Bill Locke had a delightful domestic life in an attractive home on a hillside in Bloomfield. He was blessed with a charming and gracious wife, Mrs. Alice Bailey Locke, and a son, Arthur B. Locke, a young lawyer who has recently started to practice law with the firm of Shepherd, Murtha and Merritt. Other survivors are two brothers, Raymond W. Locke, of Pittsburgh, Pennsylvania, and Edgar R. Locke, of Brisbane, Australia, and two sisters, Miss Mabel Locke, of Moscow, Idaho, and Miss Martha Locke, of Pullman, Washington.
*Prepared by Hon. Richard H. Phillips, of Farmington.
As Printed in the Connecticut Reports, volume 68, pages 594 - 596
DAVID BENJAMIN LOCKWOOD, who died at Bridgeport on the 19th day of January, 1897, was born in Weston, Conn., January 7th, 1827, and prepared for college at the Staples Academy in Easton. From there he went to Middletown, and entered Wesleyan University, from which he graduated in 1849, with the degree of B.A., to which the university in later years added the degree of M.A. After his graduation he studied law for a short time with the Hon. Thomas B. Osborne of Fairfield, and subsequently removed to Bridgeport. Here he entered the office of Judge Sidney B. Beardsley, where he completed his course of study and was admitted to the bar in 1851. He commenced practice in Bridgeport, but after a few years removed to New York City and engaged in his profession there until 1861, when he again took up his residence in Bridgeport, which continued to be his home until his decease. In 1862 he enlisted as a private in the 2d Connecticut Light Battery and served until the close of the war, participating in many engagements, among them Gettysburg, Blakeley and the sieges of Forts Morgan and Gaines, returning with the rank of first sergeant. He resumed the practice of law in Bridgeport in 1867, and from 1869 to 1871 served as the first judge of the City Court, and during the remainder of his life was generally called "Judge" Lockwood by virtue of the title thus obtained. In 1875 and 1883 he was chosen representative to the General Assembly, and held the office of city attorney in the years 1880 and 1885.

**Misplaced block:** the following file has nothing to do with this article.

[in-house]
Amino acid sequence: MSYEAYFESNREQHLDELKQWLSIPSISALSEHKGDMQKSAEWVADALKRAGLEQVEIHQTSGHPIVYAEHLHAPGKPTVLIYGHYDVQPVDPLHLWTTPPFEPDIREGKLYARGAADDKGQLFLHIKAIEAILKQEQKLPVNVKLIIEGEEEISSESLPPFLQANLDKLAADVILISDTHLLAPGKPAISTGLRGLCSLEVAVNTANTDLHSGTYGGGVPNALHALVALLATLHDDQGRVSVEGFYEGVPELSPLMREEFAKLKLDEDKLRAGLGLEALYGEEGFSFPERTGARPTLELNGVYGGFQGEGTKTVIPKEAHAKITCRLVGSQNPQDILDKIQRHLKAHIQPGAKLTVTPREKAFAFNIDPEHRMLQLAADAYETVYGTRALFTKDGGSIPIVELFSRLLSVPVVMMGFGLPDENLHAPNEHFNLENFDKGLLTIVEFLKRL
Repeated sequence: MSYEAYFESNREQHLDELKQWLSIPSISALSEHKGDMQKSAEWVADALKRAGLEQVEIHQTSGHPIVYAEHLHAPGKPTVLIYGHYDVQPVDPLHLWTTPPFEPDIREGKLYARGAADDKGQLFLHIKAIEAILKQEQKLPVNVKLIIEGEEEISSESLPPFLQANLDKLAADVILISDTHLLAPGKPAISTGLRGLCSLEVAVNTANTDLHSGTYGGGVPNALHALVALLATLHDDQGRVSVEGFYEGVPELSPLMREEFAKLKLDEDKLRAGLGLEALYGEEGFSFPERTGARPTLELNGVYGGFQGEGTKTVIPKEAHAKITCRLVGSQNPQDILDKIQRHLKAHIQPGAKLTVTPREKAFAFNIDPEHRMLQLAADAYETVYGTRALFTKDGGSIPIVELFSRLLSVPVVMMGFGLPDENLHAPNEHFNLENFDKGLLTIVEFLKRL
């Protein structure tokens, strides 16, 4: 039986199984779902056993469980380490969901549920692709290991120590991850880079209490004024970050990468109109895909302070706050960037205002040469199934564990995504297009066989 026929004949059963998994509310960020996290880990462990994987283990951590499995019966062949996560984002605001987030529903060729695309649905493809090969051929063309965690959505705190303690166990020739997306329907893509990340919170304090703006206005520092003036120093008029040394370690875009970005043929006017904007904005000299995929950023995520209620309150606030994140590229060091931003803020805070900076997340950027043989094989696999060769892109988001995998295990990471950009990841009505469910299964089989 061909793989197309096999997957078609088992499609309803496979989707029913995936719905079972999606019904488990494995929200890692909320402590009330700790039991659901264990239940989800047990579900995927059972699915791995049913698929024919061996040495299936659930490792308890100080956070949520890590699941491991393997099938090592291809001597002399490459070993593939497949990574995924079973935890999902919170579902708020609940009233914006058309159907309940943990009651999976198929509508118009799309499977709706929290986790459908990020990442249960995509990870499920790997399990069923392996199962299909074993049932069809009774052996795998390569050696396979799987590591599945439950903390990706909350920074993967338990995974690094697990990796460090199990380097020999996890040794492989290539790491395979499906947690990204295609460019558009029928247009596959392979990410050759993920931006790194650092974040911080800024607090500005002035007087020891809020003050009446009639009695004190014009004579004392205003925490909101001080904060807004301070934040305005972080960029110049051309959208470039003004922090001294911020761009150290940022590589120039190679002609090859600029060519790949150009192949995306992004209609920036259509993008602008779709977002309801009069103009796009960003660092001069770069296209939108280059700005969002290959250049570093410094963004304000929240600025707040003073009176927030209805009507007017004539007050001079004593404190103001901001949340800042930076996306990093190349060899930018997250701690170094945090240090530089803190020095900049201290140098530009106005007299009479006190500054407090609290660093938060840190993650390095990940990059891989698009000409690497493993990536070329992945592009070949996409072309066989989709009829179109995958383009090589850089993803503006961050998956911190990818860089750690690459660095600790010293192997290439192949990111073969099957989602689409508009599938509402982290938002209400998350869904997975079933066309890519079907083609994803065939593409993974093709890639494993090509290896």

My first acquaintance with Mr. Lockwood began in 1867, when I was looking for a lawyer who would allow me to register my name with him and pursue the study of law under his instructions. He met my advances with that kind cordiality of manner which ever characterized his conduct toward those younger than himself, and especially those who desired his aid, and I was at once enrolled as a student in his office, becoming his partner upon my admission to the bar in January, 1871. The partnership thus formed was only terminated by his lamented death.
Judge Lockwood was a gentleman of rare legal attainments. He not only knew, almost instinctively, what the law should be in any given case, but he had the rare faculty of knowing where to find the authorities to sustain his position. No one knows this fact better than members of this bar who have so often called upon him to furnish them the information that would give them a starting point from which they could find authorities, or unravel the apparently tangled threads of legal decisions. His time in this direction was always at the command of members of the profession, and he would lay aside the most pressing work in his hands to help his brother attorney find the sought-for-authority, or to give him information upon points of practice not to be found in the books, but which, from his long experience, were as familiar to Mr. Lockwood as the tools of his trade to the most skilled mechanic. He was especially kind and considerate to the younger members of the bar, being always willing to counsel and advise them without charge, and to take them into cases with him, where they could gain experience and attract attention that would be of value to them in their profession. In all my years of association with him he never so much as intimated that he was entitled to any special consideration from those whom he had assisted and counseled. His help to his fellowmen was not confined to his profession alone; and many in the humble walks of life mourn his loss as sincerely as he will be mourned by any of his associates.